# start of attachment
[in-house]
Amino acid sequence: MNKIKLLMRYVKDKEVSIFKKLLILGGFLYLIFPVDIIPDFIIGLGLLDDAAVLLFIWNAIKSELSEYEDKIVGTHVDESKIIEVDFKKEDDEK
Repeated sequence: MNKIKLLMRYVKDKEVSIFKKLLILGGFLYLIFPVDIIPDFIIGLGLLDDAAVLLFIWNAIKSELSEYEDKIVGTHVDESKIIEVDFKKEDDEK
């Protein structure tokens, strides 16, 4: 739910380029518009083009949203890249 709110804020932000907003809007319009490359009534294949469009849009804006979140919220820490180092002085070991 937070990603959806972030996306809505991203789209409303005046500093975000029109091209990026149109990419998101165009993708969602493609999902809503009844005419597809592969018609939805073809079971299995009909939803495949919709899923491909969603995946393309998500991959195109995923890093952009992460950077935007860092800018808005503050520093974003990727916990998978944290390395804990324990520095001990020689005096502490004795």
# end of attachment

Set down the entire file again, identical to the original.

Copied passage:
[in-house]
Amino acid sequence: MNKIKLLMRYVKDKEVSIFKKLLILGGFLYLIFPVDIIPDFIIGLGLLDDAAVLLFIWNAIKSELSEYEDKIVGTHVDESKIIEVDFKKEDDEK
Repeated sequence: MNKIKLLMRYVKDKEVSIFKKLLILGGFLYLIFPVDIIPDFIIGLGLLDDAAVLLFIWNAIKSELSEYEDKIVGTHVDESKIIEVDFKKEDDEK
């Protein structure tokens, strides 16, 4: 739910380029518009083009949203890249 709110804020932000907003809007319009490359009534294949469009849009804006979140919220820490180092002085070991 937070990603959806972030996306809505991203789209409303005046500093975000029109091209990026149109990419998101165009993708969602493609999902809503009844005419597809592969018609939805073809079971299995009909939803495949919709899923491909969603995946393309998500991959195109995923890093952009992460950077935007860092800018808005503050520093974003990727916990998978944290390395804990324990520095001990020689005096502490004795």